Additionally, there are often other aspects that chiropractors suggest utilizing in conjunction with this type of therapy. These methods may include applying ice or heat to the area, gentle stretching at home between appointments, and possibly physical therapy based on the severity of the injury. Together, these techniques help restore your body to how you felt before treatment.

If you're an athlete, experience carpel tunnel syndrome, or perform manual labor for work, healing and becoming pain-free is crucial. It can help you get back in the game faster, experience less pain while typing or using repetitive hand and wrist motions, and return to work feeling much better.

What Does the Graston Technique Treat?

If you're wondering if the Graston Technique is right for you, speak with your chiropractor about the treatment method. They will review your specific injury and area of pain to best advise a course of treatment. While the Graston Technique targets soft tissue injuries and trauma, it's not likely to help with bone issues such as breaks or misalignments.

The Graston Technique Can Help Treat Conditions Including:

• Strains and strains in the lower back and lumbar area.

• Carpel tunnel syndrome, which generally affects your fingers, wrist, hands, and arm.

• Achilles tendinosis, a condition where the tendon becomes irritated and inflamed.

• Strains and sprains of the ligaments in the cervical spine. This consists of vertebrae C1-C7, causing neck pain.

• Plantar fasciitis, which is due to inflammation of the thick band of tissue that connects the heel bone to the toes along the bottom of your feet. This is a common form of heel pain.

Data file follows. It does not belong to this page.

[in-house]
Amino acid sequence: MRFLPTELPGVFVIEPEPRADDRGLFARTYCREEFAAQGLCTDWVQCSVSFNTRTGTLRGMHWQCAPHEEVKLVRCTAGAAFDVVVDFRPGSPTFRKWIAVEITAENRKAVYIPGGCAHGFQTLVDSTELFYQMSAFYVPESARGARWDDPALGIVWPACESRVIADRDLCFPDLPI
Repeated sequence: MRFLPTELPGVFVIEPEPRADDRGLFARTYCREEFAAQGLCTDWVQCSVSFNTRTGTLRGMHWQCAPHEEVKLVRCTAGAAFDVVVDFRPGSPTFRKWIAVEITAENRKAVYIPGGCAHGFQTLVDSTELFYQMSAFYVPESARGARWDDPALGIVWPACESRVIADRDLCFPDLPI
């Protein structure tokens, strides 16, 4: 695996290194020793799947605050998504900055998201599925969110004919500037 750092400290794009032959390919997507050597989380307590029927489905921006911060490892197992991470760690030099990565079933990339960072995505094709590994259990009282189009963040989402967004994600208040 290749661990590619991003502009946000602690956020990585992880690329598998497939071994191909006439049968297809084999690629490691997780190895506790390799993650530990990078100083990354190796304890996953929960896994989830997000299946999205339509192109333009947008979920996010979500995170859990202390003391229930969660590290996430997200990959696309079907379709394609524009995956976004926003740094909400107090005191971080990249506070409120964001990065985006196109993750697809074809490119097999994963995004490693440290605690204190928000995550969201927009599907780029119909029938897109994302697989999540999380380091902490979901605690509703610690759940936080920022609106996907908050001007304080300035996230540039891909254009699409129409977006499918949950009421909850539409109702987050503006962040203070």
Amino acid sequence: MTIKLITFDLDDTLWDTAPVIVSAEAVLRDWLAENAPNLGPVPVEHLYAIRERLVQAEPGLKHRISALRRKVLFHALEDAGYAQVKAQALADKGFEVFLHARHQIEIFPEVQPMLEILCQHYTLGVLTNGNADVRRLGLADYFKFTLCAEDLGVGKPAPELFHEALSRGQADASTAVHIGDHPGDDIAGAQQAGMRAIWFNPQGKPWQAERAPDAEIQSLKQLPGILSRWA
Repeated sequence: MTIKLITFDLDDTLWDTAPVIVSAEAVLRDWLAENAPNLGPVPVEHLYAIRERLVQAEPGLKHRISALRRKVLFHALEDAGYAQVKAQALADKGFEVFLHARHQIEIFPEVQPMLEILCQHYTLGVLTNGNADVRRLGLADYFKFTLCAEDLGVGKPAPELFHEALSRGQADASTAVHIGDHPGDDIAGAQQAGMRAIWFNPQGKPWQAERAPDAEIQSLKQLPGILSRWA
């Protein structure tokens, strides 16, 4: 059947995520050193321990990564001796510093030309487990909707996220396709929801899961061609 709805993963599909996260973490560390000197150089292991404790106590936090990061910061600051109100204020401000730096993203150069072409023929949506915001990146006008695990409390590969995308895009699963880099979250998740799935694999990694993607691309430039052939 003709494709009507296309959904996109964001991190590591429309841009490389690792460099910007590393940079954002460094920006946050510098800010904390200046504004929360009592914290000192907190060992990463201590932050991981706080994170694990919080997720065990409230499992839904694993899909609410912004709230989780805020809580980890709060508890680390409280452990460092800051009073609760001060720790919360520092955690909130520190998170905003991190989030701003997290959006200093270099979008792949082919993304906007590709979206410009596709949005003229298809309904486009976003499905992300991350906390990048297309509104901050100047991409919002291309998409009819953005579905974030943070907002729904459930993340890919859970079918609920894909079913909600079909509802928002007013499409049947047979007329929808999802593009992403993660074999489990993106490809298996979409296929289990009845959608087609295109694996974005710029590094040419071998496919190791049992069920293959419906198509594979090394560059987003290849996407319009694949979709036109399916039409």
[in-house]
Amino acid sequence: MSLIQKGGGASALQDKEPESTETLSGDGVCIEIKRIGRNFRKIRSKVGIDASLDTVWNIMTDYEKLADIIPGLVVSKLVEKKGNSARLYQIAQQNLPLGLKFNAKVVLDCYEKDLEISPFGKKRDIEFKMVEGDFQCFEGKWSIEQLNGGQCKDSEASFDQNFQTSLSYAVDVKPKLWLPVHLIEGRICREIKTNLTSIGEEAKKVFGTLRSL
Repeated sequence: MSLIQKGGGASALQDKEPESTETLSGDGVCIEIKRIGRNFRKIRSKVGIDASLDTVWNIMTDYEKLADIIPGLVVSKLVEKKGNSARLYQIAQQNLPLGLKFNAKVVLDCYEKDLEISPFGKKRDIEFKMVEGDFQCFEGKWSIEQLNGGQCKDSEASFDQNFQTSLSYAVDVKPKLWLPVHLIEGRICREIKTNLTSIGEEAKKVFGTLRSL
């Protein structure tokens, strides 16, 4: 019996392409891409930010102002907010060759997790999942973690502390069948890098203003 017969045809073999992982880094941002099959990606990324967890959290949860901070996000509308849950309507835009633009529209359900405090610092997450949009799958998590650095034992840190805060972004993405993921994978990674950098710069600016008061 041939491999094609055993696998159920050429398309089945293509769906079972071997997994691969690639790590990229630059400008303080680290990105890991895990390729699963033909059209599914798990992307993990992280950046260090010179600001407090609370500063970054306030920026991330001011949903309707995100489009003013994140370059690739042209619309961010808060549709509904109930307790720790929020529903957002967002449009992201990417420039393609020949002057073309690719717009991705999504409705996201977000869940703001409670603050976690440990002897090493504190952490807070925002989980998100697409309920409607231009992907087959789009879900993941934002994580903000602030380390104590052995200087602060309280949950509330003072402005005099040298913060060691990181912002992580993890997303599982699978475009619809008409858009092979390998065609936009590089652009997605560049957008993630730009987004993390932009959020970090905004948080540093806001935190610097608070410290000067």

• Rotator cuff tendinosis, a shoulder injury you may also hear referred to as tennis shoulder, swimmers shoulder, and pitches shoulder. It's damage to the soft tissue in the shoulder due to extensive use over time.

• Shin splints, which cause pain along the shin bone due to overworked muscles, tendons, and bone tissue.

• Tennis elbow and Golfers elbow, which occur when your forearm tendons, which connect to the boney part of your elbow, become strained. The pain presents on the outside of your elbow and may also affect your forearm and wrist.

• Whiplash most commonly seen in car accident victims.

• Scar tissue resulting from surgery.

• Post-natal pain.

• And more.

The Graston Technique can also treat chronic conditions, including chronic joint pain, fibromyalgia, tendon disorders, and edema (inflammation with excess fluid that gets trapped in a specific area).

Does the Graston Technique Actually Work?

The number one question patients have regarding the Graston Technique is, "does it really work?" Studies published by the National Library of Medicine show that this treatment option offers fast-acting pain reduction in patients, particularly when combined with advised exercise. Most people begin to see results in just 24 hours, with the most drastic changes noted over time.

How Long Does Treatment Take?

You'll likely need more than one treatment session if you suffer from a serious injury or condition. Typically, a course of treatment can last anywhere from six to twelve weeks to see the full results. Your chiropractor will evaluate your progress and pain levels at each appointment to adjust your treatment plan as necessary. The goal of using the Graston Technique is to speed up recovery time, though the process needs to work on the soft tissue to promote full healing continuously.